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Lyrica: 12 Things You Need to Know

Medically reviewed on Jun 21, 2017 by L. Anderson, PharmD

Lyrica: It's Not Just for Seizures Anymore

Lyrica (pregabalin) was originally approved in 2004 as an anticonvulsant. Today it's probably more widely used to treat fibromyalgia, and nerve pain associated with diabetic neuropathy, shingles (herpes zoster), or spinal cord injury.

Lyrica works by slowing down impulses in the brain that cause seizures. It also affects neurotransmitters (chemicals) in the brain that send pain signals across the nervous system. Lyrica comes as a capsule in many strengths, and for those that prefer, it also comes as an oral solution.

Lyrica Use in Seizures

Lyrica is used as an add-on therapy to other medications for treatment of partial onset seizures in adults. How does a partial seizure occur?

Abnormal electrical activity in the brain triggers a seizure. When the electrical activity is confined to just one part of the brain, it is known as a partial onset seizure. In a simple partial seizures, consciousness is not lost, the seizure may only last one minute, and it can affect senses, like how you see, taste, or smell. In complex partial seizures, the overactive nerves occur across the entire brain, and consciousness is lost briefly, almost like a staring spell. You may appear awake and alert, but your brain is not really aware of it's surroundings.

Lyrica Dosing: Partial Onset Seizures

Dosing for any kind of seizure is a very individualized component of therapy. Your doctor will evaluate your dose on a regular basis and will track seizure activity. In general, total doses between 150 to 600 mg per day, divided in 2 or 3 doses, are effective for add-on therapy in the treatment of partial onset seizures in adults. Higher doses may result in more side effects.

Lyrica is mainly excreted through the kidneys, and your dose for any use may need to be decreased if you have kidney disease. Your doctor will know how to adjust your doses based on a calculation of your kidney function.

Lyrica Use in Fibromylagia

Fibromyalgia is thought to be due to overactive nerves due to the imbalance of natural chemicals found in the body.

These nerves send messages throughout the body that may be responsible for the pain and tenderness that occurs in fibromylagia.

Lyrica is thought to help to "quiet" this pain by calming the overactive nerves, and reducing the excess electrical signals sent by the nerves.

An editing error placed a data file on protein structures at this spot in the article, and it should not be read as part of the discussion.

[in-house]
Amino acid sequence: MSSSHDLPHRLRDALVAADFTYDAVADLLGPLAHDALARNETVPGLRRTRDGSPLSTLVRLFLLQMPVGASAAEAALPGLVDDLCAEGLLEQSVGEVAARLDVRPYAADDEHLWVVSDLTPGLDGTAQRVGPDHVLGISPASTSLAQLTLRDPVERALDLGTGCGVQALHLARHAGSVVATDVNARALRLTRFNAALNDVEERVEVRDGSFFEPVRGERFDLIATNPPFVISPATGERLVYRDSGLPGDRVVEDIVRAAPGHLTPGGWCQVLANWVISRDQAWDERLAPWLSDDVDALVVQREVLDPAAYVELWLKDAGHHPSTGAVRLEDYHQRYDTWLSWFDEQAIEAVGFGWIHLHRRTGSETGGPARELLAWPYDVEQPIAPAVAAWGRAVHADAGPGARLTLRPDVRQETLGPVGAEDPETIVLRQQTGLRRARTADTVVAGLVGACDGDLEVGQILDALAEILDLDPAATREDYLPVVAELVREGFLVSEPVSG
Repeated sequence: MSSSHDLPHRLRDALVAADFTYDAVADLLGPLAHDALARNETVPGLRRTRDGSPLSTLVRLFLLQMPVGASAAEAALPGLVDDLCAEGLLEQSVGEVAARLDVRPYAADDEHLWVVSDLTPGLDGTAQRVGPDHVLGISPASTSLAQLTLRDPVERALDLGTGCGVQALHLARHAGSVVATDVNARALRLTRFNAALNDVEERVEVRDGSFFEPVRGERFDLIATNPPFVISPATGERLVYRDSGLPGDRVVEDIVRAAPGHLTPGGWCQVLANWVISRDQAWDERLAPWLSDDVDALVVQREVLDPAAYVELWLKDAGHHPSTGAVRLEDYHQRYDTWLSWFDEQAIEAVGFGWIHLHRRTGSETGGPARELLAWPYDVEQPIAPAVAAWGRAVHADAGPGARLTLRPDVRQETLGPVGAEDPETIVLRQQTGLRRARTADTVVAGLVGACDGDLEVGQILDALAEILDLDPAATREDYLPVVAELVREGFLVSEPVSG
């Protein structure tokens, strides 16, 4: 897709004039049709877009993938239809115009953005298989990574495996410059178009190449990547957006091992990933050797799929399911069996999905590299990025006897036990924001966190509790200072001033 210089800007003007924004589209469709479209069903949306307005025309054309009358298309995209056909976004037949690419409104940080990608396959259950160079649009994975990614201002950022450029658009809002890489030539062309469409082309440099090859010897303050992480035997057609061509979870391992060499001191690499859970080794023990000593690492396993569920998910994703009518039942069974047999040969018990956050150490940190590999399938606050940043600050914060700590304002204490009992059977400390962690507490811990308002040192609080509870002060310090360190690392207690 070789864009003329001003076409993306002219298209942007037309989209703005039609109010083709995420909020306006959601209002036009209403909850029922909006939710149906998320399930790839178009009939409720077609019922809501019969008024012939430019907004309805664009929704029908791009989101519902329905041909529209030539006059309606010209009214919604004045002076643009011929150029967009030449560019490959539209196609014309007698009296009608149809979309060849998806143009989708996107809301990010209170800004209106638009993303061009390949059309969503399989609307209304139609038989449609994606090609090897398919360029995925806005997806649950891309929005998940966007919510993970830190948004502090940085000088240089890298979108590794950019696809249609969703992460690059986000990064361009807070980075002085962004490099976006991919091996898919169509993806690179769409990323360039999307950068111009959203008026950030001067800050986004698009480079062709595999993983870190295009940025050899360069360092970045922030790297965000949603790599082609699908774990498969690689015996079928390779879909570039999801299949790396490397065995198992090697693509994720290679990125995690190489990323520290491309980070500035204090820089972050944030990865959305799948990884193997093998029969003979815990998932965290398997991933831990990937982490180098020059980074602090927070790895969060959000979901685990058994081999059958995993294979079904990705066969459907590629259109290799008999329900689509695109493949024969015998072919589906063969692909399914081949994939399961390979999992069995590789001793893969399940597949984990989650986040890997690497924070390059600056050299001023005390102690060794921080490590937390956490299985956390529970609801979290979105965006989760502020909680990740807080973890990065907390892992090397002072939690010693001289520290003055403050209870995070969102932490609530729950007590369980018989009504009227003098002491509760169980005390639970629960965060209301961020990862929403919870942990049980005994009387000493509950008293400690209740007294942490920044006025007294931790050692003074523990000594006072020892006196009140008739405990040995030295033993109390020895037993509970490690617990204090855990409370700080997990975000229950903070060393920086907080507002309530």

Lyrica Dosing: Fibromylagia

If you have fibromyalgia, you know it can cause muscle and joint pain almost anywhere in the body, and lead to sensitive areas where pressure is painful.

Lyrica was the first drug FDA approved to treat the chronic pain of fibromyalgia. The Lyrica dose, given as an oral capsule, usually starts at 75 mg two times a day (150 mg/day). The dose may be increased to 150 mg two times a day (300 mg/day) after 1 week.

If you tolerate this dose, but it is still not fully effective, your doctor may decide to increased your dose to 225 mg two times a day (450 mg/day). As with other uses, if you have kidney problems, your dose may need to be lowered.

Pain After Shingles: It Hurts

Who knew chickenpox could cause such an extra painful illness?

Herpes zoster, also called shingles, results from activation of a virus that stays in your nerves following chickenpox. Shingles causes painful fluid-filled blisters on your skin. About 1 in 5 people who get shingles will also have severe, long-lasting pain afterwards, called postherpetic neuralgia.

Lyrica is approved to treat the pain that may occur after a case of shingles clears up. Begin Lyrica dosing at 75 mg two times a day, or 50 mg three times a day (150 mg per day). Your doctor may increase your dose to 300 mg per day within 1 week if needed and if you are tolerating the drug. Lower doses are also needed in kidney impairment.

Common Side Effects Can Happen: Lyrica

As with most drugs, Lyrica has side effects. Lyrica has been associated with:

  • Drowsiness
  • Dizziness
  • Lack of coordination (ataxia)
  • Weight gain
  • Dry mouth
  • Blurred vision
  • Swelling of hands or feet
  • Confusion